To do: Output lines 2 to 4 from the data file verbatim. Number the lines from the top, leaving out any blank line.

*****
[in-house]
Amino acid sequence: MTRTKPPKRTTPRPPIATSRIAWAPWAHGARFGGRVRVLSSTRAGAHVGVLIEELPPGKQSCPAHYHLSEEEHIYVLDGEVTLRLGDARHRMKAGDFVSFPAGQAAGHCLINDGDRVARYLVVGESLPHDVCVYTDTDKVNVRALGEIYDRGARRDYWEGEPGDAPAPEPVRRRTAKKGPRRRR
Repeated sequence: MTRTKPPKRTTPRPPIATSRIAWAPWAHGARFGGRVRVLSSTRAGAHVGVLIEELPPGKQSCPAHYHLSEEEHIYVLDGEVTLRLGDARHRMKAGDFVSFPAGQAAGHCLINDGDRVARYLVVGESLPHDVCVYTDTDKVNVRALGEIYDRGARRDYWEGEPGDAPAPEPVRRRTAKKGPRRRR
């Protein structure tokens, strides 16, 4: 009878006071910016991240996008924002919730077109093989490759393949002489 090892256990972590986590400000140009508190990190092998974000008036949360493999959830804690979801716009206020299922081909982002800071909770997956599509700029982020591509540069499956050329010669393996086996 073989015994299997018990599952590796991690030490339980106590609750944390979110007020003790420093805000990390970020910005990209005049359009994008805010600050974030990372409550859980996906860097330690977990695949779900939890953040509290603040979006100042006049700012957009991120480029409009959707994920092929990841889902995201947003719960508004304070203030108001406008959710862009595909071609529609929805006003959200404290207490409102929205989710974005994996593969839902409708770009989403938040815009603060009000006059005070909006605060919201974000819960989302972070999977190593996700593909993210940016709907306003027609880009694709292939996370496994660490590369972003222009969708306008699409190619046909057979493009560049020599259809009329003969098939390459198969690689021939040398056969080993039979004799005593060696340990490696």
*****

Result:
Amino acid sequence: MTRTKPPKRTTPRPPIATSRIAWAPWAHGARFGGRVRVLSSTRAGAHVGVLIEELPPGKQSCPAHYHLSEEEHIYVLDGEVTLRLGDARHRMKAGDFVSFPAGQAAGHCLINDGDRVARYLVVGESLPHDVCVYTDTDKVNVRALGEIYDRGARRDYWEGEPGDAPAPEPVRRRTAKKGPRRRR
Repeated sequence: MTRTKPPKRTTPRPPIATSRIAWAPWAHGARFGGRVRVLSSTRAGAHVGVLIEELPPGKQSCPAHYHLSEEEHIYVLDGEVTLRLGDARHRMKAGDFVSFPAGQAAGHCLINDGDRVARYLVVGESLPHDVCVYTDTDKVNVRALGEIYDRGARRDYWEGEPGDAPAPEPVRRRTAKKGPRRRR
């Protein structure tokens, strides 16, 4: 009878006071910016991240996008924002919730077109093989490759393949002489 090892256990972590986590400000140009508190990190092998974000008036949360493999959830804690979801716009206020299922081909982002800071909770997956599509700029982020591509540069499956050329010669393996086996 073989015994299997018990599952590796991690030490339980106590609750944390979110007020003790420093805000990390970020910005990209005049359009994008805010600050974030990372409550859980996906860097330690977990695949779900939890953040509290603040979006100042006049700012957009991120480029409009959707994920092929990841889902995201947003719960508004304070203030108001406008959710862009595909071609529609929805006003959200404290207490409102929205989710974005994996593969839902409708770009989403938040815009603060009000006059005070909006605060919201974000819960989302972070999977190593996700593909993210940016709907306003027609880009694709292939996370496994660490590369972003222009969708306008699409190619046909057979493009560049020599259809009329003969098939390459198969690689021939040398056969080993039979004799005593060696340990490696």